Revisiting the ISO 9001:2015 standard
It’s now been over five years since introducing the ISO 9001:2015 standard—what’s changed? The 2015 update to ISO 9001 set out a requirement for organizations to approach quality management through what’s now known as the PDCA (plan, do, check act) protocol. By systematizing how organizations manage quality and assess risk, the update paved the way for the widespread adoption of ISO 9001 software and other quality management systems.
Year-on-year revenue within the QMS market sector grew 12% in 2019, rising to 16% in 2020. We can extrapolate that QMS adoption is also growing and that more manufacturers are adopting newer versions of ISO 9001 software designed to bring companies into compliance with the 2015 update. Now that the 2018 deadline has passed, any companies wishing to become ISO 9001 certified (or re-certified) must comply with the 2015 revision by default, which also drives the adoption of ISO 9001 software within the manufacturing industry and its associated verticals.
Why is ISO 9001:2015 so Closely Linked to ISO 9001 Software Solutions?
Several factors drove the 2015 update to ISO 9001:
- Customers are demanding a higher level of quality from manufacturers. In an industry survey from 2018, 53% of consumers now rank quality as more important than price when shopping for new products.
- Second, supply chains have vastly increased in complexity. Before 2015, the most recent update to the ISO 9000 standard was in 2008, and this, in turn, relitigated parts of ISO 9001:2000. Meanwhile, the supply chain became vastly more complex in this interval. One measurement for this is the manufacturing employment share within the US. It went from around 15% in 2000 to below 10% in 2010 as supply chains migrated overseas.
- New technologies are emerging. The years since 2000 have been marked by the rise of AI, automation, the cloud, and the Internet of Things. These technologies provide both opportunity and risk for manufacturers.
- Lastly, the externalities of manufacturing have become too pronounced to ignore. Customers now demand sustainable products, which means that manufacturers (and by extension, the ISO 9000 standard) need to adopt systems of accountability that bring sustainability to the fore.
All these new developments have in common is that they all bring new elements of risk to manufacturing at large. There’s a risk that quality won’t be good enough to meet customer demands, increased risk of failure in complex supply chains, the risk that advancing technologies could leave manufacturers behind, and the risk of environmental crisis due to manufacturing externalities.
As such, ISO 9001:2015 introduced many elements designed to help manufacturers control risk. It starts by defining risk-based thinking. In short, the risk is the effect of uncertainty, a circumstance where the expected outcome fails to result (for good or ill). Risk-based thinking explores the ramifications of this unexpected outcome and considers whether unexpected outcomes are likely to occur.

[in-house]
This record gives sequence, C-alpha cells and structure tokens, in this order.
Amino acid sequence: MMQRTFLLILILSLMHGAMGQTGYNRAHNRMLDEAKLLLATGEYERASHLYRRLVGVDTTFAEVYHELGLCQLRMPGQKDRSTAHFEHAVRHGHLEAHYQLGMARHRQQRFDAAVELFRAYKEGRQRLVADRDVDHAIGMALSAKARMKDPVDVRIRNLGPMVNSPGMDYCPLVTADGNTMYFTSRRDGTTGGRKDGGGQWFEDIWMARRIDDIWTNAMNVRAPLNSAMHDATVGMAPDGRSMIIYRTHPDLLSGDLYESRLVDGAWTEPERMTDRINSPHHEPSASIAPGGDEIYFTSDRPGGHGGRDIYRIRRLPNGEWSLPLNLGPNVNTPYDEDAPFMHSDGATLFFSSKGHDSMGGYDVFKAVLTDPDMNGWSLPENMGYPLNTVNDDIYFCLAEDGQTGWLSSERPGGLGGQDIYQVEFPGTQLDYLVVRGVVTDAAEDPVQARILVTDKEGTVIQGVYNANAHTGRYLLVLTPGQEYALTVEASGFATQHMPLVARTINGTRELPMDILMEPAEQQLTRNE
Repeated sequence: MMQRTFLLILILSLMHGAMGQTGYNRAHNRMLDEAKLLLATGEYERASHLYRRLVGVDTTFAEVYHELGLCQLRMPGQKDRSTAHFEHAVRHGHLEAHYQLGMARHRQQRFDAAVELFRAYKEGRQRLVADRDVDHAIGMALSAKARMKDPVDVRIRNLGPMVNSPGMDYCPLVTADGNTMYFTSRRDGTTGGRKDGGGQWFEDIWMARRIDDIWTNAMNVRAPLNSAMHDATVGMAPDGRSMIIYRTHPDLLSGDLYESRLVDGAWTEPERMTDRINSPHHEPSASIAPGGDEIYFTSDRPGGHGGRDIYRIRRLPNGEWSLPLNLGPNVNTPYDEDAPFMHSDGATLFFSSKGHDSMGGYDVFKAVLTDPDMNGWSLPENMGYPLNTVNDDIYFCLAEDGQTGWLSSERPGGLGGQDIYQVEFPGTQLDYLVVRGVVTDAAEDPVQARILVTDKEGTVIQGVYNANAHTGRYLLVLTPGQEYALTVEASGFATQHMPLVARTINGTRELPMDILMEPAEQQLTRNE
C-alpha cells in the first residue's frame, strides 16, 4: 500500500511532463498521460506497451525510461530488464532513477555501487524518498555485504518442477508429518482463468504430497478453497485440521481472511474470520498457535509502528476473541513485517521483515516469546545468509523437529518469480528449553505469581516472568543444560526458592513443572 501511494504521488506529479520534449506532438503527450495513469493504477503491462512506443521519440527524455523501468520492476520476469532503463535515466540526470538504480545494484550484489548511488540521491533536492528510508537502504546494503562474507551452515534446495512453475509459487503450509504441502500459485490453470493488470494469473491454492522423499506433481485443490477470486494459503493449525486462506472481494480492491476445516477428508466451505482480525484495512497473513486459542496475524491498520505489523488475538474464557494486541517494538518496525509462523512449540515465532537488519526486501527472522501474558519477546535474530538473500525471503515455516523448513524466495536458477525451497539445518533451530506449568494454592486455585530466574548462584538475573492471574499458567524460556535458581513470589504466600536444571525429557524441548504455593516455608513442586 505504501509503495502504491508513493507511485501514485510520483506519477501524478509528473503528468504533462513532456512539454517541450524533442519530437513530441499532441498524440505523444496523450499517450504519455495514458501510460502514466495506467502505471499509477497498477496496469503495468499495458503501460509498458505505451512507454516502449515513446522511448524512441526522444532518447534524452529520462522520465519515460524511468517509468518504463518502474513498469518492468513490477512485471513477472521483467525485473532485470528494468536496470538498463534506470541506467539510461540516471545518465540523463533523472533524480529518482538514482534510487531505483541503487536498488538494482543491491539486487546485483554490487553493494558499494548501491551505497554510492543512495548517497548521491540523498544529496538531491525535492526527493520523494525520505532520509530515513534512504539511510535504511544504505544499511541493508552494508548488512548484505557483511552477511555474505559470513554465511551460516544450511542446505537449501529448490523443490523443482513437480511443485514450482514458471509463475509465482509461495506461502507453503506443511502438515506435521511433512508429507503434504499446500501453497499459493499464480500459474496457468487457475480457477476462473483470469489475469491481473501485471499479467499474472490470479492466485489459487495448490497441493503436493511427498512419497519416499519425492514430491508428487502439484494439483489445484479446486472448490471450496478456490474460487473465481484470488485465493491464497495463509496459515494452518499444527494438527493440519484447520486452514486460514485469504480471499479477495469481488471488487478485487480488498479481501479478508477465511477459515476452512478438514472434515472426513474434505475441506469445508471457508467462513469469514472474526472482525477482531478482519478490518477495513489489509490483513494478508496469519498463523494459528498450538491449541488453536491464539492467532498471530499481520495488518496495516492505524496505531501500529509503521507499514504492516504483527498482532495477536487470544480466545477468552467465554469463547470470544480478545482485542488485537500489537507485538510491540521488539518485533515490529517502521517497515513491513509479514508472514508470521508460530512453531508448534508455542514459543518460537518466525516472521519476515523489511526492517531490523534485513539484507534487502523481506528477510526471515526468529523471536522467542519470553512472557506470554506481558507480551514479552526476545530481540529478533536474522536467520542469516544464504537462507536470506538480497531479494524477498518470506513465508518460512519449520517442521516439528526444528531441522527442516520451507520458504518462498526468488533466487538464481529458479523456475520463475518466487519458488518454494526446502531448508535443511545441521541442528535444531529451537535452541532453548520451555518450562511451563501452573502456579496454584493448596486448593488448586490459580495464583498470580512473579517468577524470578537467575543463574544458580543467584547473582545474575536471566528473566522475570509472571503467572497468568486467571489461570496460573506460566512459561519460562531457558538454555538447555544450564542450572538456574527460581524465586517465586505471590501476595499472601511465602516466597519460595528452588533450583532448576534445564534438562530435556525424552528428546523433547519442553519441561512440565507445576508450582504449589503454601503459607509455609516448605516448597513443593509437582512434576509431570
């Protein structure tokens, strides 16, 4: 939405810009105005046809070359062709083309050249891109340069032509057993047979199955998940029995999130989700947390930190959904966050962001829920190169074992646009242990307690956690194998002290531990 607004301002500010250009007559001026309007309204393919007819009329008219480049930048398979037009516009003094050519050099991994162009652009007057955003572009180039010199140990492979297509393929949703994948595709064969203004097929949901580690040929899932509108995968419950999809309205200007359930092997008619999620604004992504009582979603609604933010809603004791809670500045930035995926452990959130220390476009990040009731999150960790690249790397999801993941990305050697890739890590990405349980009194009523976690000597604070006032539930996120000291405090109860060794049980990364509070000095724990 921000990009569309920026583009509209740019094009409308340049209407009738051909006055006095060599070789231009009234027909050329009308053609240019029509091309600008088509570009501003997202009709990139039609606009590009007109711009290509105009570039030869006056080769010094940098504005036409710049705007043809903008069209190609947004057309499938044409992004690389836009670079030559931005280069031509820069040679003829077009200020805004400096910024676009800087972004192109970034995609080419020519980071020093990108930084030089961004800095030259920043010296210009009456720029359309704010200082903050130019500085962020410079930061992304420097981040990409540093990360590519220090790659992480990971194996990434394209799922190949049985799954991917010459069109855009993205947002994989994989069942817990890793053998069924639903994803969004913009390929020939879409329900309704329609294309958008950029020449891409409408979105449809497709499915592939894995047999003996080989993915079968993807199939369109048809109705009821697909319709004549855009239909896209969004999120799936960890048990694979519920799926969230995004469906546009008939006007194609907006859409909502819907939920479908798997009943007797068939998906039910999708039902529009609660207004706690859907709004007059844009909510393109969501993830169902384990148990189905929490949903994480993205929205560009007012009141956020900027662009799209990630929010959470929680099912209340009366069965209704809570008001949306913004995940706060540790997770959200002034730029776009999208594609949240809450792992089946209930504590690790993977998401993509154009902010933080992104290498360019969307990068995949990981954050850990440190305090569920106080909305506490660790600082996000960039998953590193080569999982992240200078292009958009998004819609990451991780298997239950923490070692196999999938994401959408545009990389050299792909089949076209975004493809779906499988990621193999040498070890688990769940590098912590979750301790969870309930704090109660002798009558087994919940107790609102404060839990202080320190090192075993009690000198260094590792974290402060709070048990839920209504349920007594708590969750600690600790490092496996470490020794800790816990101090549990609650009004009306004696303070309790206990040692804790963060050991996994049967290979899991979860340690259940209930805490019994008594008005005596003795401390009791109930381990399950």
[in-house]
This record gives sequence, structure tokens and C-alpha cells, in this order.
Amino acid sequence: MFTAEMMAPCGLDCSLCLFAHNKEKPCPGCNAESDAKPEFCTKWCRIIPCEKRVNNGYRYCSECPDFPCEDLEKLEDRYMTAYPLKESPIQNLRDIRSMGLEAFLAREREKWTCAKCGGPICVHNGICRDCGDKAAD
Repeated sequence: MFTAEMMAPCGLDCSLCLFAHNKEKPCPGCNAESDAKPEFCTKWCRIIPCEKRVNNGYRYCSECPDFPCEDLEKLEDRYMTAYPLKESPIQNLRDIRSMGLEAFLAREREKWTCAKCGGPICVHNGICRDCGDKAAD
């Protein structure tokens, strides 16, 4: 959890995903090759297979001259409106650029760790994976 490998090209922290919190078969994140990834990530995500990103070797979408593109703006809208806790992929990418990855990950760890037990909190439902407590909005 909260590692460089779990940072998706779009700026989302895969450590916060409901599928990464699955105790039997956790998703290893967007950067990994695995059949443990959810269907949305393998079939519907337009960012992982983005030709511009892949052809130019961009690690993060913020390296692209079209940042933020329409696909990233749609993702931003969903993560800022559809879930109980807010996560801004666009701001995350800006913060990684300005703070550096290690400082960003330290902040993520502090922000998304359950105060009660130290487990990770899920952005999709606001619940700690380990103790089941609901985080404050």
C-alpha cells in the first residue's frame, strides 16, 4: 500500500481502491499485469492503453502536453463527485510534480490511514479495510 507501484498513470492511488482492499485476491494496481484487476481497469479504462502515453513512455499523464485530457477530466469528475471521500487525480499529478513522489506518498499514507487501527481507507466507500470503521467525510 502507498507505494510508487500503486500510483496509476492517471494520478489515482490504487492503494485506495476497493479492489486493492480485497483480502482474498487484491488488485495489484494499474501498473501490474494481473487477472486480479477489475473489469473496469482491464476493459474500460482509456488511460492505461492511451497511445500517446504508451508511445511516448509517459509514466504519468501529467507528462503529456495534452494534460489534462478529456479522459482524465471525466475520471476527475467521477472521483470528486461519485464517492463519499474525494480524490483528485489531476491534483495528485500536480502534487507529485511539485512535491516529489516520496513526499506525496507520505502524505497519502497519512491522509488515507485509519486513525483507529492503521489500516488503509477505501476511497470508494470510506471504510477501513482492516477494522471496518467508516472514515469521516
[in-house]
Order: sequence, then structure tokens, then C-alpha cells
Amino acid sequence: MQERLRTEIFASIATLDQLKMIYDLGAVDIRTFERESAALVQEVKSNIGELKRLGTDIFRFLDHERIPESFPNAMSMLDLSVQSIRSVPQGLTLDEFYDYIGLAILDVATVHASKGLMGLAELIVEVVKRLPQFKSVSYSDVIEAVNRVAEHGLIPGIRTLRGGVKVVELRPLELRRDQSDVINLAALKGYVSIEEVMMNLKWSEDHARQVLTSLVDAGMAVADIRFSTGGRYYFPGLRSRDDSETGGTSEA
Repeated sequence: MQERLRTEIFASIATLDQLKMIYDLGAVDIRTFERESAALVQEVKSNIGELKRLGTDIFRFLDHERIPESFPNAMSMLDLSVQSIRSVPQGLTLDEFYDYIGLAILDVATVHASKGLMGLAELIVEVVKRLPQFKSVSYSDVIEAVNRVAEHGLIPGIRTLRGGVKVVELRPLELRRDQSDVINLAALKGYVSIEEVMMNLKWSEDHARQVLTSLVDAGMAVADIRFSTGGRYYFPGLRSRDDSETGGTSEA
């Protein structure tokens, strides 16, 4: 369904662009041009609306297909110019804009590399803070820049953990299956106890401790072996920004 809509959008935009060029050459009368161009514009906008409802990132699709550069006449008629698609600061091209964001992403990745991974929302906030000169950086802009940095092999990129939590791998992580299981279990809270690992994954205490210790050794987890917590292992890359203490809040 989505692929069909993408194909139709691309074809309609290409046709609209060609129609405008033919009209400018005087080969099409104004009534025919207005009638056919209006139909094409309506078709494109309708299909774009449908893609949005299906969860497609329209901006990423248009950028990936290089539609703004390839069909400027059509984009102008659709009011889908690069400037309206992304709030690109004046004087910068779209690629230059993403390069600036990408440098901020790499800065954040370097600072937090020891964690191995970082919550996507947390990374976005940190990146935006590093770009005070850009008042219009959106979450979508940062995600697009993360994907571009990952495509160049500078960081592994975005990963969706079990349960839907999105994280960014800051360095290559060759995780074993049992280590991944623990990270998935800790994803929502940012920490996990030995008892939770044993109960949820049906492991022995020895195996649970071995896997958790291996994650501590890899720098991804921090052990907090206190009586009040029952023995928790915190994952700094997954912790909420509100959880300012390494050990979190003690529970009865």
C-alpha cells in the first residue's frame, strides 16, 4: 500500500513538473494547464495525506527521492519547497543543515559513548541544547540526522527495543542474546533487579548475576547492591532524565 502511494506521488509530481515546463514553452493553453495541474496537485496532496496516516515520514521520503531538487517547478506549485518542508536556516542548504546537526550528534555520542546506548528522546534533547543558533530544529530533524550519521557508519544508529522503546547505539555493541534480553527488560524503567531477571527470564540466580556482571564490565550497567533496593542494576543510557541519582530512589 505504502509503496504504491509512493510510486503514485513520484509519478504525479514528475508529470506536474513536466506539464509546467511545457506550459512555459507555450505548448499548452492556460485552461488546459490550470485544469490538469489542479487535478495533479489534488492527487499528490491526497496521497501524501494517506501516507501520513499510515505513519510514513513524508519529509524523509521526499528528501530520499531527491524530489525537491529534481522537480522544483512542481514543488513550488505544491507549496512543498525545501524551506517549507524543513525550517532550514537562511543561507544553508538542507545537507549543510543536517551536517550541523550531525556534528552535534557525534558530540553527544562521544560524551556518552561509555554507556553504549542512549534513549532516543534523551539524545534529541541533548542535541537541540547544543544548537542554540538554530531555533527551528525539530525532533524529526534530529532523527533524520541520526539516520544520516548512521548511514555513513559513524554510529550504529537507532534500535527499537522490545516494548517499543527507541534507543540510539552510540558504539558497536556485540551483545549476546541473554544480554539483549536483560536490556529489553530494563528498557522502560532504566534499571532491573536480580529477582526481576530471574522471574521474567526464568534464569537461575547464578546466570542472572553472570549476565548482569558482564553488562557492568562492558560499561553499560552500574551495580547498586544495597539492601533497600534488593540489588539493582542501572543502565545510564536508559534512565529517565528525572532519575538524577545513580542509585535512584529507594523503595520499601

So, where does this emphasis on risk intersect with ISO 9001 software? The fact of the matter is that humans are bad at calculating risks on their own. People tend to overestimate the odds of unlikely events while underestimating the likelihood of more probable events. They also tend to think those good things can happen to them due to their choices, even when others experience bad outcomes based on the same set of choices. An example of this is playing the lottery. People overestimate the likelihood of winning the lottery, and they tend to think that winning the lottery won’t ruin their lives, even as they see other lottery winners exhaust their winnings with lifestyles of outrageous excess.
Hence, software. ISO 9001 software helps manufacturers and quality managers make more accurate risk assessments.
How Does ISO 9001 Software Improve Risk Assessment?
Software can make significant improvements when it comes to ISO 9001:2015 compliance—and the most significant improvements come from how software helps companies manage risk.
ISO 9001 software helps quality managers both formalize and standardize the risk assessments necessary for ISO 9001 compliance. For example, much of the QMS software currently available contains modules for failure modes and effects analysis or SWOT analysis.
This has led to some follow-on effects. For example, previous iterations of ISO 9001 didn’t encourage quality managers to change their objectives year over year. Six years after the new iteration, we’re now seeing quality managers pursue a renewed commitment to quality, changing quality objectives based on continuous risk assessments.
We’re also seeing some cross-pollination of risk assessment practices between industries, most notably with companies outside the auto manufacturing industry adopting the production part approval process. With software, adopting quality processes from other industries can be as simple as drag and drop.
Lastly, ISO 9001:205 has led to a more encompassing way of examining risk—and software certainly helps with that. Software makes risk assessment easy, repeatable, and in some cases automated—which means that it’s easy to scale risk assessment to other parts of the organization. This dovetails with some updated aspects of ISO 9001:2015, which stresses the importance of understanding risk within the organization’s context at large.
Six years since the debut of ISO 9001:2015, we see that companies have turned their quality initiatives from line items into major strategic initiatives with the help of increasingly advanced QMS applications. Because of this, the manufacturing industry is getting closer to its overwhelming objective—of ensuring that quality is fundamentally embedded into the organization.
Want to learn how advanced QMS software can help you meet your ISO 9001:2015 obligations? Contact us for a free demo today!